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Simon Cowell: Mr. Irreplaceable?

The old gang: Randy Jackson, Paula Abdul and

The old gang: Randy Jackson, Paula Abdul and Simon Cowell. Photo Credit: Getty Images

 

 


  If you haven't seen this week's TV Guide cover story on "Idol," by Kim Masters, then I highly recommend. There's some good reporting here, alongside much speculation about Simon Cowell's replacement.

Of course, the Guide provides a list of possible replacements, along with their virtues and drawbacks. There are no surprises in this list - all the names have been bandied about for months, and some of them, like U2 manager Steve Lillywhite, have actively campaigned for the gig. (See below.)

 It's a good list, and they're all good candidates BUT I have different opinions from the Guide. Herewith my high note/sour note on each.
 
 But keep this one little fact in mind as "Idol," Fox and Simon Fuller search for SiCo's replacement. Whoever takes this job must have enormous gravitas because he or she must replicate the role that SiCo plays. He is the last judge to speak; he is the Moses of the "Idol" panel, his words almost magically seem to glow with the Truth. Of course that's nonsense, but that's absolutely the panel dynamic as it's now configured.

  He or she who replaces Simon must speak the Truth, or convey the idea that he or she is speaking said Truth; anything less and this whole show falls apart into a heap of miserable dust...

 Well...not miserable dust. But not happy dust either.

 So: to the list:

 Jamie Foxx:

High note: Rumored for months and months, the Guide says Fox wants him but maybe his movie sched might conflict. Fine mentor and great talent. What's the drawback?

 Sour note: You don't want "talent" in this gig; a talent like Foxx's is unusual - fine pianist, singer, performer, hell of an actor. But judge? No - that's a unique talent all of it's own. It requires a cerebral approach, the mind of a critic, a real critic, a smart critic. I submit - Foxx doesn't have that mind. He's got plenty else going for him anyway.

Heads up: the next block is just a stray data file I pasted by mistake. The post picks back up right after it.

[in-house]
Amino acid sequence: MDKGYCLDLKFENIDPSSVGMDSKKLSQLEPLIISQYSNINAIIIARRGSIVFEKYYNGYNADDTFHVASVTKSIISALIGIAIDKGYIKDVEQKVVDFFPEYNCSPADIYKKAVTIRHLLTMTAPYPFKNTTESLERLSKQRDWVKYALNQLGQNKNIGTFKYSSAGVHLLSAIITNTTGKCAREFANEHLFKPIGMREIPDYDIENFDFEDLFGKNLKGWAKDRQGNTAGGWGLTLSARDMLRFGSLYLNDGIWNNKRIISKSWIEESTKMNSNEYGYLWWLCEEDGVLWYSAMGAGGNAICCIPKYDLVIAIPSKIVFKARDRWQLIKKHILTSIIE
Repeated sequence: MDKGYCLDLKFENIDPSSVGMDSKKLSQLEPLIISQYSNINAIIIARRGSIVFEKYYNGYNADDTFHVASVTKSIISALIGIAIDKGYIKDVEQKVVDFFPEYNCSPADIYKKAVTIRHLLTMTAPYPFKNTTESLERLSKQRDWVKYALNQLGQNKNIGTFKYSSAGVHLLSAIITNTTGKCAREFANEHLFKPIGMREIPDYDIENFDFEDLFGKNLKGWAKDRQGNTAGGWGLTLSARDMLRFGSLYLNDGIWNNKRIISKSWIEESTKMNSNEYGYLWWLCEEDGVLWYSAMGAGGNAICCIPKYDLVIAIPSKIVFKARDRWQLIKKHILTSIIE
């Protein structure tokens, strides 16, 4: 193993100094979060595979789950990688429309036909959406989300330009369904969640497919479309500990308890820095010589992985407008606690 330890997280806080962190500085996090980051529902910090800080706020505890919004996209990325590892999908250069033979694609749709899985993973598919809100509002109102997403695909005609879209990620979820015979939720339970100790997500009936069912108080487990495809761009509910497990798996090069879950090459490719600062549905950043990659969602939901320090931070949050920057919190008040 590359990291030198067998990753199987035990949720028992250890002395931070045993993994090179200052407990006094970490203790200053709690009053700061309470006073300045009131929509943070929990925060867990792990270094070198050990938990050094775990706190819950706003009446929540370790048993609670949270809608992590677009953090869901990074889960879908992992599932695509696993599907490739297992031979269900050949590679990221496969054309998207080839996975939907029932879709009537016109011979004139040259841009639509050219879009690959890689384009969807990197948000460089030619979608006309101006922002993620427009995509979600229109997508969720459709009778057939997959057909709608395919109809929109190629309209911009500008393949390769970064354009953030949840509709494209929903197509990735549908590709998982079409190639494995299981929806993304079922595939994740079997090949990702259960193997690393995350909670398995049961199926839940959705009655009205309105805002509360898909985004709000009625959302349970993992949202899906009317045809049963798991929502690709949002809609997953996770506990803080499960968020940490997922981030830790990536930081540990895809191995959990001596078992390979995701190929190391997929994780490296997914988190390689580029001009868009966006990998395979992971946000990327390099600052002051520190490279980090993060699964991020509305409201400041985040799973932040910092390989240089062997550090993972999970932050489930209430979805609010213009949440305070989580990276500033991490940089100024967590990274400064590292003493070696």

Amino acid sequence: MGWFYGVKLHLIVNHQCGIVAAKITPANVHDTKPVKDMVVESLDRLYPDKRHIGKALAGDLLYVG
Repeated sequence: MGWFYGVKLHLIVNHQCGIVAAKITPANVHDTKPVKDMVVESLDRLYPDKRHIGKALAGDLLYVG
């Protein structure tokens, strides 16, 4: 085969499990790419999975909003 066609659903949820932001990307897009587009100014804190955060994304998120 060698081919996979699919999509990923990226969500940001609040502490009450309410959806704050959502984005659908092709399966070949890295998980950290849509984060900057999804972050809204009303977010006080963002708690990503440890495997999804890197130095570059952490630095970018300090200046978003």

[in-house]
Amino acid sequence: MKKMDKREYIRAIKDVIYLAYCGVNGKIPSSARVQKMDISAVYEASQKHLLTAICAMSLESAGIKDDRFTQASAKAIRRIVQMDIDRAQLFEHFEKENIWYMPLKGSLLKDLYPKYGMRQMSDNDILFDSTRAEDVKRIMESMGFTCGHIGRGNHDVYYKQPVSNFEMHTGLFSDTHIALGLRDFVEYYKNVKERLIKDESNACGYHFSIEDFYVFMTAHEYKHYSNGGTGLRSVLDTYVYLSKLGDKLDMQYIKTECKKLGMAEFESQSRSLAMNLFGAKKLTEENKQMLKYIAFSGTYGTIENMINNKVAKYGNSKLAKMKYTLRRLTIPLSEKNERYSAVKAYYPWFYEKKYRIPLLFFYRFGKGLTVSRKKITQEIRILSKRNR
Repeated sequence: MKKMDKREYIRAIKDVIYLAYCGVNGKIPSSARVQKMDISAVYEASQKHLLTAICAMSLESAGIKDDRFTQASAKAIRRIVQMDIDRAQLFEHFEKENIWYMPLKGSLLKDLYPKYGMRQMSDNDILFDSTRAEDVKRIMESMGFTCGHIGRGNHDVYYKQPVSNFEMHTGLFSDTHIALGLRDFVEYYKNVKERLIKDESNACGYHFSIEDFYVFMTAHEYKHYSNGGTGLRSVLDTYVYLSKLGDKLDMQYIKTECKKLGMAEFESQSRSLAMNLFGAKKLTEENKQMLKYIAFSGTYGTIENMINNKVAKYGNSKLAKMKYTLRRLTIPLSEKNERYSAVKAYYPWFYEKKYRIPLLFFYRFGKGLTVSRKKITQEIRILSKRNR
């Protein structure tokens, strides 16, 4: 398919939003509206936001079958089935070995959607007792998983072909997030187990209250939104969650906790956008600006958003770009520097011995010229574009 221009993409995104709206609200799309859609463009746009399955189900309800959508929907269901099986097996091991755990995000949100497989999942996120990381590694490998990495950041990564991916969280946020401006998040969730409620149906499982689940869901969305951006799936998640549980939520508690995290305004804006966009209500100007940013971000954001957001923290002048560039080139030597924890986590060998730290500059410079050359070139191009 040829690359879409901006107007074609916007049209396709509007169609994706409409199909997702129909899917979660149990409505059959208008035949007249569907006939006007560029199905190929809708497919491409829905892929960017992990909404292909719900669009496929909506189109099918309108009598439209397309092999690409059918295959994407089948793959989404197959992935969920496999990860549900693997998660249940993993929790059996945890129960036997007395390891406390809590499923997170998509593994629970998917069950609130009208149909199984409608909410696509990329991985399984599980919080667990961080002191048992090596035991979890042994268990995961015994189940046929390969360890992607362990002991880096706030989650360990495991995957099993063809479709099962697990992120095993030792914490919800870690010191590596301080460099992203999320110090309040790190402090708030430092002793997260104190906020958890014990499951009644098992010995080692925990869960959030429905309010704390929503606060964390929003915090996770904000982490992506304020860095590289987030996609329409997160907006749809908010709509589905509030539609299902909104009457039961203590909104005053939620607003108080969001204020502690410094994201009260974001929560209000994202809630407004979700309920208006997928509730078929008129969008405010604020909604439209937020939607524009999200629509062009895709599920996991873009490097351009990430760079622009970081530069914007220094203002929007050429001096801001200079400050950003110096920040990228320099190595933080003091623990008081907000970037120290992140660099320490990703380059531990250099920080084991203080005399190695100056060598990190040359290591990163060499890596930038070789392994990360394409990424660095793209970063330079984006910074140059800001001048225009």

Guy Oseary:

High: Madonna manager, famous industry guy, household name in musical households, no doubt astute judge of what is good and what is bad.

Sour: As Guide notes, nobody else knows who the heck he is! But I'd add here that name recognition is irrelevant. No one knew who Simon was either. So that's a bogus issue. Again, I'd say Oseary's key problem is in fact Madonna. People will say, well why Guy, and why not Madonna? (Answer: Not enough money in world to get Madonna). Madonna? Sure! Thrilling - but don't forget, her sizzle is her mystery, her unattainability. She's Madonna. She'd blow that to kingdom come by becoming a judge on "Idol."


Tommy Mottola:

High: Again, famous industry dude.

Sour: For one, Michael Jackson compared him to the devil. No - in fact, Michael Jackson called him the devil. That could be a problem.

Jimmy Iovine:

High: Head of Interscope, and great talent massager.

Sour: Why in heaven's name would the head of Interscope want to do this job? Does he really need it? And if he really does need it, do viewers really need him? Yeah, famous entrepreneurs and industry tycoons are indentured savants on channels like CNBC - but usually after they've split from the boardroom. An Iovine choice seems to me very curious - and really, how patient would someone like this be following nominal talent around the country at "Idol" meat market auditions after having worked with everyone from Springsteen to Blige? Would his heart be in this? That seems inconceivable.

Adam Lambert:

High: Was good mentor, and among the top 5 or 6 "Idolistas" ever.

Sour: Oh come on! Do you think Randy or anyone on the panel should defer to a former contestant!? What has Glambert really done anyway - besides nearly win "Idol?" This is the most ridiculous choice of them all. I can't believe the Guide bit at this stupid rumor.

Ryan Seacreat:

High: Great gabber and highly skillful TV performer.

Sour: I don't think you can make the jump from host to judge - it just can't be done. Viewers wouldn't buy it. And more to the point, contestants wouldn't buy it. They'd be confused -"aren't you the guy who's supposed to ask me stuff, and not tell me stuff?" This is a non-starter.


Paula Abdul:

High: Well reader, you know I do love Paula. I adore the dear girl. I miss her every time I watch the show.

Sour: Again, this job requires authority - SiCo-like authority. Pabdul doesn't have it. Never ever will. But bless her, she's got other gifts.


Howard Stern:

 High: He's Howard! Funny, off-the-cuff, obnoxious and a tell-it-like-it-is dude.

 Sour: In some ways, this choice would be inspired. If grannies don't like the longhair from NYC, so be it. Stern would add a marvelous sense of the unpredictable - tough, funny, and I think when someone was good, he'd tell 'em they were good. But again, he's a "name" with baggage, and I just don't think the other judges would buy his observations; that's key. To a large extent, the other judges will need to defer at some point to the chief macher, whoever that will be.


Quincy Jones:

High: He's Q! That's high as it gets.

Sour: Sorry, but age is a factor here. He's seventy-seven years young which is about a quarter century beyond SiCo. Plus, getting judged by Q would be like really getting that aforementioned Moses critique. It would feel very very serious - almost too much so.  

Steve Lillywhite:

 High: Love that Brit accent.

 Sour: I actually kinda like Lillywhite for this role, but he's a bit needy (see below.) He'd be smart and funny, etc. etc., but I suspect most viewers - and fellow judges - would just see him as Simon Lite. That's a killer.

Bottom line: Either Simon is irreplaceable or Fox et al have to keep on looking. My verdict - they have to keep on looking.   

 

 
 
 

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